16. 5 out of 5

    Diane

    This book, written in the early 1960s, discusses how to think Christianly about secular subjects. The author emphasizes the importance of the eternal perspective and the reality of evil in shaping the Christian mind. The book is prophetic in many ways; Blamires discusses social problems that were likely in their infancy in the early 60s, but which have grown to epic proportions in the years since. I found many of the specific issues that he brought up to be interesting and thought-provoking. I al This book, written in the early 1960s, discusses how to think Christianly about secular subjects. The author emphasizes the importance of the eternal perspective and the reality of evil in shaping the Christian mind. The book is prophetic in many ways; Blamires discusses social problems that were likely in their infancy in the early 60s, but which have grown to epic proportions in the years since. I found many of the specific issues that he brought up to be interesting and thought-provoking. I also think that he held to some different opinions than the majority of Christians would today (particularly about issues related to the natural environment and the development of city life), but he presented a strong Christian basis for his ideas.

  17. 5 out of 5

    Raffi

    For those who are not accustomed to the British style of long sentences and writing, there is a 'learning curve'. His style is also tailored to those who like thinking about society, secularism and Christian thinking, with the possibility of getting bored with the objective writing and the very very little of the author's subjective ideas or stories here and there. Other than that, his point is quite clear and even repetitive, that the Christians have given way to secular thinking, even in the Ch For those who are not accustomed to the British style of long sentences and writing, there is a 'learning curve'. His style is also tailored to those who like thinking about society, secularism and Christian thinking, with the possibility of getting bored with the objective writing and the very very little of the author's subjective ideas or stories here and there. Other than that, his point is quite clear and even repetitive, that the Christians have given way to secular thinking, even in the Churches, specially when it comes to education, society, family, use of technology, man/woman. It's a book that gives you a push to think more Christianly (his word) about all the subjects that are related to the human being.

  18. 5 out of 5

    Melissa

    4.5 stars or so Though this book was written a few decades ago by a man much smarter than me, I found so much here to encourage a deeper, more thorough and intentional focus on a Christian way of thinking and approaching everything that comes my way. I have trouble getting through nonfiction books; they do not grab you like a novel can, making you want to return again and again for more. I was pleasantly surprised when I started this book (as an audiobook freely downloaded via the library) that i 4.5 stars or so Though this book was written a few decades ago by a man much smarter than me, I found so much here to encourage a deeper, more thorough and intentional focus on a Christian way of thinking and approaching everything that comes my way. I have trouble getting through nonfiction books; they do not grab you like a novel can, making you want to return again and again for more. I was pleasantly surprised when I started this book (as an audiobook freely downloaded via the library) that it was instantly interesting. Yes, sometimes I didn't fully grasp a concept and I could never write something like this myself, but it was well worth the time invested. I hope to purchase a copy soon to coordinate my many notes.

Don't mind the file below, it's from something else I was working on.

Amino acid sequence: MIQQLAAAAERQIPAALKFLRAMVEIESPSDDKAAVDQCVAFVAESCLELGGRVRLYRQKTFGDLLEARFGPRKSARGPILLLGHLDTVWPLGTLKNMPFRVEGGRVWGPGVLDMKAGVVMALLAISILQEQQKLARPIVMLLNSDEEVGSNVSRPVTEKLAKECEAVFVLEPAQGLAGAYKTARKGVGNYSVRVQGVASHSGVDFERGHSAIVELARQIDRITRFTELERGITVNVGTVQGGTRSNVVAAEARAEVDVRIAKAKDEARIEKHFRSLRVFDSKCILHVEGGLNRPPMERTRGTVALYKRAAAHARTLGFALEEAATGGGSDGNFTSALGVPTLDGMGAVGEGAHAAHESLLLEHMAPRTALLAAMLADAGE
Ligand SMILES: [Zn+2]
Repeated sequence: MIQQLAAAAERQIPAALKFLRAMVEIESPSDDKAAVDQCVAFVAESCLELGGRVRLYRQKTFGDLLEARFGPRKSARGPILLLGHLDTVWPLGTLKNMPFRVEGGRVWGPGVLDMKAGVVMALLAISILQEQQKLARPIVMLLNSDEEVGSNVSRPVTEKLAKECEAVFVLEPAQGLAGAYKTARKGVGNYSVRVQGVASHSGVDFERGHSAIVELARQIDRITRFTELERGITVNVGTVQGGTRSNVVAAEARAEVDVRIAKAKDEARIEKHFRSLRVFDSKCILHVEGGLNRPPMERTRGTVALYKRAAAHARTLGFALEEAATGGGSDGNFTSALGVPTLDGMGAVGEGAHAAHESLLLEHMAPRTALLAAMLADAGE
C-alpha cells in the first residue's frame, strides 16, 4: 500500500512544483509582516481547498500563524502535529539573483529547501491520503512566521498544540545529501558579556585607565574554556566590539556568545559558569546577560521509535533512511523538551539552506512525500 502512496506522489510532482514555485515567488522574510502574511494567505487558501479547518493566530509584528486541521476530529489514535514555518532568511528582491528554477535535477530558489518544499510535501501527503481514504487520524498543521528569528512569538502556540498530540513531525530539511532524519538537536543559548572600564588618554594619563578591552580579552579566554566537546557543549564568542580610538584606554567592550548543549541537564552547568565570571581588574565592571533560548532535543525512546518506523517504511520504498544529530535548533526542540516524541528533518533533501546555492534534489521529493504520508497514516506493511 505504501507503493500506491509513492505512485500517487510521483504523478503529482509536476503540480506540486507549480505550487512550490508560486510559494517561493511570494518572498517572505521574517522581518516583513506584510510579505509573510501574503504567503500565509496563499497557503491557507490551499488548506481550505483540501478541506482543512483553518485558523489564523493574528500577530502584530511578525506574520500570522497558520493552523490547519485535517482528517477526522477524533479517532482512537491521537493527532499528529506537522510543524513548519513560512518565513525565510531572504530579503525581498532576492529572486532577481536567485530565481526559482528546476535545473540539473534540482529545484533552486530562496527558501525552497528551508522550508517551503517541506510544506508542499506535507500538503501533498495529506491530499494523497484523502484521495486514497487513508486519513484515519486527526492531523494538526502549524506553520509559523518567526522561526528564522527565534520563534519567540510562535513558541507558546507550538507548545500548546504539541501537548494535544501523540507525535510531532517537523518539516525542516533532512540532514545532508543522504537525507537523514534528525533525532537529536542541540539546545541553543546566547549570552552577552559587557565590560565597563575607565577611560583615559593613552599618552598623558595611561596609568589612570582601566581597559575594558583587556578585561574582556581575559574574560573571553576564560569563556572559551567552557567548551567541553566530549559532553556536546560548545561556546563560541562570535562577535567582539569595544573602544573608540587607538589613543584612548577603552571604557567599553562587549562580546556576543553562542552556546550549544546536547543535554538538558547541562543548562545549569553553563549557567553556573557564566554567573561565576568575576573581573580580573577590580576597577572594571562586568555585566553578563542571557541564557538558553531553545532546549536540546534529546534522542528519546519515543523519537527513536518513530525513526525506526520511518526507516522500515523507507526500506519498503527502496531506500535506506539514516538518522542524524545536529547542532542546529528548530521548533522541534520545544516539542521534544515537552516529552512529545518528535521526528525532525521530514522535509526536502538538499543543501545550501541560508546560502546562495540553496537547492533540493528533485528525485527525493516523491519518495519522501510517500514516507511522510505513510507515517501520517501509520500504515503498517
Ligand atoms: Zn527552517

19. 4 out of 5

    M

    We are currently using this book as the basis for our Sunday school class. Blamires wrote this book in the 60s in England. America, being several decades behind Europe in the descent into Post Modernism, is now at the place this book describes. It is both troubling and challenging to realize the extent to which we have lost the ability to think. It is even more troubling to realize how little we let the doctrines of our faith influence our mind and thought patterns. Having the mind of Christ is We are currently using this book as the basis for our Sunday school class. Blamires wrote this book in the 60s in England. America, being several decades behind Europe in the descent into Post Modernism, is now at the place this book describes. It is both troubling and challenging to realize the extent to which we have lost the ability to think. It is even more troubling to realize how little we let the doctrines of our faith influence our mind and thought patterns. Having the mind of Christ is something that has been a goal for me. We are told that we have it but it seems that we must develop in the use of it. This book is very helpful in pursuing that goal.

  20. 5 out of 5

    Abigail Hartman

    I started this book several times and burned out somewhere in the first or second chapter, and even this time, though I was determined to reach the end and did so), I found it somewhat difficult. It isn't that the writing is poor (it is excellent), rather that it isn't engaging. However, Blamires' premise is one which must be considered by every believer: there is no longer a Christian mind. The Church has ceased to think Christianly. We witness it in daily life but have ceased to worry about it I started this book several times and burned out somewhere in the first or second chapter, and even this time, though I was determined to reach the end and did so), I found it somewhat difficult. It isn't that the writing is poor (it is excellent), rather that it isn't engaging. However, Blamires' premise is one which must be considered by every believer: there is no longer a Christian mind. The Church has ceased to think Christianly. We witness it in daily life but have ceased to worry about it, if we ever did; and yet the Christian mind is what makes the Church so radically different from the world, and once it is lost, we as salt will have lost our saltiness.